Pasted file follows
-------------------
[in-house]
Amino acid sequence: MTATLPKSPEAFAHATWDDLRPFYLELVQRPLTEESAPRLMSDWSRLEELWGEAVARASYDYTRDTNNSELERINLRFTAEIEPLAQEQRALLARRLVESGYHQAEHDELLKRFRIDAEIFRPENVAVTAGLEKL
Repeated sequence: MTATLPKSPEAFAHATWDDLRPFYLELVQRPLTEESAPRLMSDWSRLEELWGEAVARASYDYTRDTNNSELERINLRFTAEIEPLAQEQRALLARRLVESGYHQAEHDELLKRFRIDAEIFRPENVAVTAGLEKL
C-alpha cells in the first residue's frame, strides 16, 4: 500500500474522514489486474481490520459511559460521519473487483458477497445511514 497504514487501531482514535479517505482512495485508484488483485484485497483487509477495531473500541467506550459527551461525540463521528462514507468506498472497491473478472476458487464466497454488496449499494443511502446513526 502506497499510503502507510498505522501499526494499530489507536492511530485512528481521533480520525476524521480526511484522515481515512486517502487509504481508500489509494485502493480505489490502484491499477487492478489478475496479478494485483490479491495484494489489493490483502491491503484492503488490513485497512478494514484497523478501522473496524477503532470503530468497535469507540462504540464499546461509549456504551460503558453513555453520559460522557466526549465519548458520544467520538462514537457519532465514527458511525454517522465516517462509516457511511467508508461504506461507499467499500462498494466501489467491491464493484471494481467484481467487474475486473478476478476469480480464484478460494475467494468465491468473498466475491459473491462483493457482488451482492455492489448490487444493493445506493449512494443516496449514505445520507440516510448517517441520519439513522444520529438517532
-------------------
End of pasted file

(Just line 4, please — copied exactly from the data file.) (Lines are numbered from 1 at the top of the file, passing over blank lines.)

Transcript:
C-alpha cells in the first residue's frame, strides 16, 4: 500500500474522514489486474481490520459511559460521519473487483458477497445511514 497504514487501531482514535479517505482512495485508484488483485484485497483487509477495531473500541467506550459527551461525540463521528462514507468506498472497491473478472476458487464466497454488496449499494443511502446513526 502506497499510503502507510498505522501499526494499530489507536492511530485512528481521533480520525476524521480526511484522515481515512486517502487509504481508500489509494485502493480505489490502484491499477487492478489478475496479478494485483490479491495484494489489493490483502491491503484492503488490513485497512478494514484497523478501522473496524477503532470503530468497535469507540462504540464499546461509549456504551460503558453513555453520559460522557466526549465519548458520544467520538462514537457519532465514527458511525454517522465516517462509516457511511467508508461504506461507499467499500462498494466501489467491491464493484471494481467484481467487474475486473478476478476469480480464484478460494475467494468465491468473498466475491459473491462483493457482488451482492455492489448490487444493493445506493449512494443516496449514505445520507440516510448517517441520519439513522444520529438517532